A few writers have looked further into the future and suggest that new technologies will transform our society and consequently the museum. Ambient intelligent software, advanced interface and display technology, multi-sensoriality, multi-modality virtual and augmented reality, semantic Web, telepresence, advanced knowledge management and data warehousing techniques, converging media and haptic techologies will all have a profound impact on the way society lives, works, studies, researches and spends its leisure. In , the DigiCULT Thematic Issue 7, "The Future Digital Heritage Space", investigated evolving research and technical developments over the next 10-15 years, and characterized future developments into five conceptual categories:

Intelligent and Contextual:
Allowing for technological and semantic interoperability of heritage resources, and their meaningful 'anywhere, anytime' use via context-aware services;
Natural and Enjoyable:
Accessing, navigating, and making use of digital heritage resources and environments in personalized, multimodal ways, also including collaborative and community activities;
Digital Creation and Re-creation:
Heritage structures (e.g. historic buildings, cultural sites), objects and characters for interactive exploration and use in 3D, augmented and virtual reality environments;
Large-scale and Distributed:
New generations of large-scale, distributed digital libraries and archives of heterogeneous heritage resources, containing increasingly complex and dynamic objects; and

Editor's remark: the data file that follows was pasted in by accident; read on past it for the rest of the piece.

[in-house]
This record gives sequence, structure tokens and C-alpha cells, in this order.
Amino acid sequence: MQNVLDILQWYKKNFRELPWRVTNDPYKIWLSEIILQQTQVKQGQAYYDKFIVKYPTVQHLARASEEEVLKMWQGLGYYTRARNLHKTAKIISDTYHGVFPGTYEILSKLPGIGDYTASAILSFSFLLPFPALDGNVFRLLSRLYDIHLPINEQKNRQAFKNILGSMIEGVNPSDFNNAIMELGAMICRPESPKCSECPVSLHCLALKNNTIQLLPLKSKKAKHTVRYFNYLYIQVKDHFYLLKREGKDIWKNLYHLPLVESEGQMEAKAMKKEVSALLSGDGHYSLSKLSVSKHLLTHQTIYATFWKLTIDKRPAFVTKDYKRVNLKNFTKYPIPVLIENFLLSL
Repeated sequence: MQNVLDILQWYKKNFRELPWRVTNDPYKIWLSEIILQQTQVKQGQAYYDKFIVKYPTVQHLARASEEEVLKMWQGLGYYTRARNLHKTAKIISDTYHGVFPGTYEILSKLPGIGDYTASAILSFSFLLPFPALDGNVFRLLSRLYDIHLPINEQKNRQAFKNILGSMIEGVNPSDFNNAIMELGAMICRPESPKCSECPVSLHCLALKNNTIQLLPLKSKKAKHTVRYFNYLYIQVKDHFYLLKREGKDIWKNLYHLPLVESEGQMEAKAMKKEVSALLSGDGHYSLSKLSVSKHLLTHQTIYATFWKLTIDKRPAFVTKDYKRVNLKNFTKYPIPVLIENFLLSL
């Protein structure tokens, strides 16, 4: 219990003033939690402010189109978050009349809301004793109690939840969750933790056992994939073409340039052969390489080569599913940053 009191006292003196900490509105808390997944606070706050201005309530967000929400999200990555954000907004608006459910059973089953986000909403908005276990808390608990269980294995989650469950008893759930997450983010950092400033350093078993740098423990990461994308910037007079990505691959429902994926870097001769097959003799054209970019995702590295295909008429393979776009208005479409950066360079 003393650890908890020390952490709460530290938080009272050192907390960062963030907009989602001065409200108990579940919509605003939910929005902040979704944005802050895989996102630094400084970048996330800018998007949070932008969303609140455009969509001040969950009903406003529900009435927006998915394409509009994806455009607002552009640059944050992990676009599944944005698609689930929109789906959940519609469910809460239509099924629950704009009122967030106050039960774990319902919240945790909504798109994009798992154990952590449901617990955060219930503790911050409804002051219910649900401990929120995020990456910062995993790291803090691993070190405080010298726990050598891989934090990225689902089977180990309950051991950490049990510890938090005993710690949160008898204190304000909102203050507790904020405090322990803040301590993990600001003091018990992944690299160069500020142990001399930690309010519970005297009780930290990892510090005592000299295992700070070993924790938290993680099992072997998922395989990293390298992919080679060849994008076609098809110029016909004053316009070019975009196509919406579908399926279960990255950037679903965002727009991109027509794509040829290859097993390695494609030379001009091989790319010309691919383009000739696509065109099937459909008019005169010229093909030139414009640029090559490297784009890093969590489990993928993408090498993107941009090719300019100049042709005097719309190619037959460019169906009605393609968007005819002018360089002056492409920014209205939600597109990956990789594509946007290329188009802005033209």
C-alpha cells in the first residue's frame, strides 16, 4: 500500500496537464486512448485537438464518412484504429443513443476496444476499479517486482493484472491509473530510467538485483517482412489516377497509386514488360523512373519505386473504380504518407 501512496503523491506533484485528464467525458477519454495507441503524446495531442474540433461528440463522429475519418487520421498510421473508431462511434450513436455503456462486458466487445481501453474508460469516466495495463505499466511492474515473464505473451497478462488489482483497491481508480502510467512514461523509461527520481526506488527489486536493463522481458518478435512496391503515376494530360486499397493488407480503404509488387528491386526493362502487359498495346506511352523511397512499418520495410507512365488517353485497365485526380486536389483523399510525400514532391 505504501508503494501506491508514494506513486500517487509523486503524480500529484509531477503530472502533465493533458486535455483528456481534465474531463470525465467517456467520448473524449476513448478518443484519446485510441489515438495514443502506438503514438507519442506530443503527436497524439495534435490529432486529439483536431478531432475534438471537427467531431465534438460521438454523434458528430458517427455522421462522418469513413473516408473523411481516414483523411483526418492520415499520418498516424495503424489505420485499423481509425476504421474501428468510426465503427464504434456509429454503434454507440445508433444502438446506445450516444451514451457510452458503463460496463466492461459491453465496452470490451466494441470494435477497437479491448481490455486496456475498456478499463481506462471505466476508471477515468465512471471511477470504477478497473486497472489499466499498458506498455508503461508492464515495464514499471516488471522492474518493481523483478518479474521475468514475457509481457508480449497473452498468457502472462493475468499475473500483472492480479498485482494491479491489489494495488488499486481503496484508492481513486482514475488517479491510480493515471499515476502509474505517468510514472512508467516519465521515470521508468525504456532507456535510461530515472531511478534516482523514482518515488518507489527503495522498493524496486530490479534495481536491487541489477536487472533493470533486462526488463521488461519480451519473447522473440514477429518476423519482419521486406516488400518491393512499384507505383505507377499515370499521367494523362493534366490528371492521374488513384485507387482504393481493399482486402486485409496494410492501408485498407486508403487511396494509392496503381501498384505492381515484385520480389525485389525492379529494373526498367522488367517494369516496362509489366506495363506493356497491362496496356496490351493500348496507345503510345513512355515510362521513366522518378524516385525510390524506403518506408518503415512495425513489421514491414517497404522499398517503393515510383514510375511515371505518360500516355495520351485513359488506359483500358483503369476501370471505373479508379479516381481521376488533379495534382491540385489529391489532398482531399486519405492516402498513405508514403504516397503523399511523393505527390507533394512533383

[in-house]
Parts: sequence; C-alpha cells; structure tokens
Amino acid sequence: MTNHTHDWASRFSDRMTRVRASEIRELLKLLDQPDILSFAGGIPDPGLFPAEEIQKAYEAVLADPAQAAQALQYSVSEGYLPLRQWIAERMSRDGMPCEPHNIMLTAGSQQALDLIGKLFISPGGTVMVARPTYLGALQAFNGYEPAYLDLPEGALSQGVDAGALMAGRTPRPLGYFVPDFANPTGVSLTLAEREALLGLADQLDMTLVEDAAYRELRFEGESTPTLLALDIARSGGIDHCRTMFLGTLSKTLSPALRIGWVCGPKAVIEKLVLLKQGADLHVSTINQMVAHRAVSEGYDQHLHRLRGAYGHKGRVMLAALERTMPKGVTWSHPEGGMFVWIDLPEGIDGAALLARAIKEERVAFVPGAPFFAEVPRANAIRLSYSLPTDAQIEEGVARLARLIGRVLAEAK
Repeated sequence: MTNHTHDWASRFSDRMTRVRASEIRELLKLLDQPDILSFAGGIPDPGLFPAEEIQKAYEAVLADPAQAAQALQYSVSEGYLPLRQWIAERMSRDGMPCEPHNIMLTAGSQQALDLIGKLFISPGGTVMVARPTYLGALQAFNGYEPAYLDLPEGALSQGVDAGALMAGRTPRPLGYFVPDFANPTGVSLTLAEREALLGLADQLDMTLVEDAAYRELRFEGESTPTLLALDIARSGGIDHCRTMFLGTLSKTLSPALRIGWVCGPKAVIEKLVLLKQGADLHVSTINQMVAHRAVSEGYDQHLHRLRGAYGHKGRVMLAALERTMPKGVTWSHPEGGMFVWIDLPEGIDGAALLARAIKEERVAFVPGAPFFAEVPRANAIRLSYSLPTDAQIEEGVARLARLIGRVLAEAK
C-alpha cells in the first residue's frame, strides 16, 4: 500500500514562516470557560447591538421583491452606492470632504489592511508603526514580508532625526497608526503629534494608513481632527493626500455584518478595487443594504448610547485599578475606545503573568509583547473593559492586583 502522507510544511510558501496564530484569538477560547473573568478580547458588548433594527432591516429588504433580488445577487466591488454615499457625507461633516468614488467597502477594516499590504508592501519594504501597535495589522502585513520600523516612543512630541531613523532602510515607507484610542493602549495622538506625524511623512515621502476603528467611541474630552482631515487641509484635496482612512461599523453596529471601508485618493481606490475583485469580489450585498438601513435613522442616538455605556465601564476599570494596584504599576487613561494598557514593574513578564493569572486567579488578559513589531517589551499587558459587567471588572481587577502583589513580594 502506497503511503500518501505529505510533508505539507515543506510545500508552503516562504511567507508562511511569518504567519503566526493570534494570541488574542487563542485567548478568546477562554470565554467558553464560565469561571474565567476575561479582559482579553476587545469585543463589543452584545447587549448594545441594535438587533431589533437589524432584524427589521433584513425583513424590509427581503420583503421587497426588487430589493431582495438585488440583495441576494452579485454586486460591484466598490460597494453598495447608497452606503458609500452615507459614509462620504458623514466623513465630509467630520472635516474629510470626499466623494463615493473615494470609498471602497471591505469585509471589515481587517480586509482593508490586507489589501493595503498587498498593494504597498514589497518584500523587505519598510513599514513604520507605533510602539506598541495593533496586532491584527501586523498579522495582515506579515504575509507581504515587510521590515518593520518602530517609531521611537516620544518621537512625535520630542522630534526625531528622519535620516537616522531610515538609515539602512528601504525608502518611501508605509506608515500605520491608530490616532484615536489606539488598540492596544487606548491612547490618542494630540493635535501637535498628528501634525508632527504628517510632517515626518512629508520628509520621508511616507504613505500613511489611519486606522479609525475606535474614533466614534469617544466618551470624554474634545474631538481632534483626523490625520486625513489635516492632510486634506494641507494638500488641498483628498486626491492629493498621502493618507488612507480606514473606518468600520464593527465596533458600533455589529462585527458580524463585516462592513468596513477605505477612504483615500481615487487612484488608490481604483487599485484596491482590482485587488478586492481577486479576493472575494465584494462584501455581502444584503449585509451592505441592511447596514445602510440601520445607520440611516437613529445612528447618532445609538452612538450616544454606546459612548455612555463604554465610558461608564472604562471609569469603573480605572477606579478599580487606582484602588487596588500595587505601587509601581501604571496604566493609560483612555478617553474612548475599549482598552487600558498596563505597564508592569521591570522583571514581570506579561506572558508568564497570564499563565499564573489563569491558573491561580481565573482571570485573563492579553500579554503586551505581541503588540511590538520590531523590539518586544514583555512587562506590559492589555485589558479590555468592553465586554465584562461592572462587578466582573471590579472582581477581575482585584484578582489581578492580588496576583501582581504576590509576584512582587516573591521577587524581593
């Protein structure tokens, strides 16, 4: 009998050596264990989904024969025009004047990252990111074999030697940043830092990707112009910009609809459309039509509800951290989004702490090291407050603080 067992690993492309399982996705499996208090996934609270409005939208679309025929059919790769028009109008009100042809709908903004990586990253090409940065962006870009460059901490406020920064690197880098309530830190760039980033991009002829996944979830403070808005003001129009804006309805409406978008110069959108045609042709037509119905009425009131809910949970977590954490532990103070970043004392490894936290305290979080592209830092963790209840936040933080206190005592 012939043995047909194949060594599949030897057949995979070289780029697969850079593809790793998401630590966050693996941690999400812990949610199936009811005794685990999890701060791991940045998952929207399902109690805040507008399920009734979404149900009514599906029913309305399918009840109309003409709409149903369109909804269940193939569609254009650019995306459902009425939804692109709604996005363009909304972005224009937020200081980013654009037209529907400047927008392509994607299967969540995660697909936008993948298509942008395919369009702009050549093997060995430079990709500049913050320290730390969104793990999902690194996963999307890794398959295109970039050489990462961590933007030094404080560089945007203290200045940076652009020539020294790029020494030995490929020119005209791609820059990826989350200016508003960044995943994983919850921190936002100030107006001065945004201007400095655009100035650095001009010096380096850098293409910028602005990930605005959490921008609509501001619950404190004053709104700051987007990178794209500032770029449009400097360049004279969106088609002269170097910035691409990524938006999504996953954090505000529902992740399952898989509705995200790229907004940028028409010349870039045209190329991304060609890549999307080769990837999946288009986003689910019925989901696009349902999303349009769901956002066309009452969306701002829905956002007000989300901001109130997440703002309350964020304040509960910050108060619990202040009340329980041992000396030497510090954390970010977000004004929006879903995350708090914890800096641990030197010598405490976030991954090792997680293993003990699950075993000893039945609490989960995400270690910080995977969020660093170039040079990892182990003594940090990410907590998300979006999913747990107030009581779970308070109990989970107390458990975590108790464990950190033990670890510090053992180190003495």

Persistent and Perpetual:
Novel concepts, methodologies and techniques that allow for making digital heritage resources and environments persistent, and perpetually accessible and understandable over long periods of time (p. 12).

The report predicts that within 10-15 years, 'intelligence' will increasingly be embedded in all kinds of everyday objects, such as living environment (walls, clothing, toys, pens, etc.), and that this intelligence will enhance our everyday activities. "The objects will be net-worked wirelessly, dynamically configurable, and communicate with each other and the user by means of ad-hoc networking" (p. 25). Objects embedded with sensors, such as RFID tags, will be able to recognize their own environments and share that information with other objects. Developments in RFID technology will reduce the cost, while increasing the "power of smart tags".

DigiCULT goes on to predict important and dramatic changes

...every conceivable object could have a tag - for example, all objects on display in a gallery or somewhere on a larger heritage site. Consider that a host of devices will be able to read the tags, and connect to a database for retrieving information about the objects, their history, meaning, and relation to other objects on display or even in a library on another continent.

The visitor may select the information himself, or set his device in a 'pick-up mode' for capturing and storing the information on, or related to, the exhibition objects he is close to. For example, this could be the URLs of 3D copies of the objects, and other objects that for various reasons may not form part of the exhibition. It could also be the URL of parts of an electronic exhibition catalogue, scholarly articles, or any other information considered to be of value for different user groups. The visitor's device would capture and retain only the information or links he has defined as of particular interest (p. 27).

Phones, MP3 players, and cameras may be embedded in glasses or become part of the clothes that we wear.

Anderson () agrees. He writes,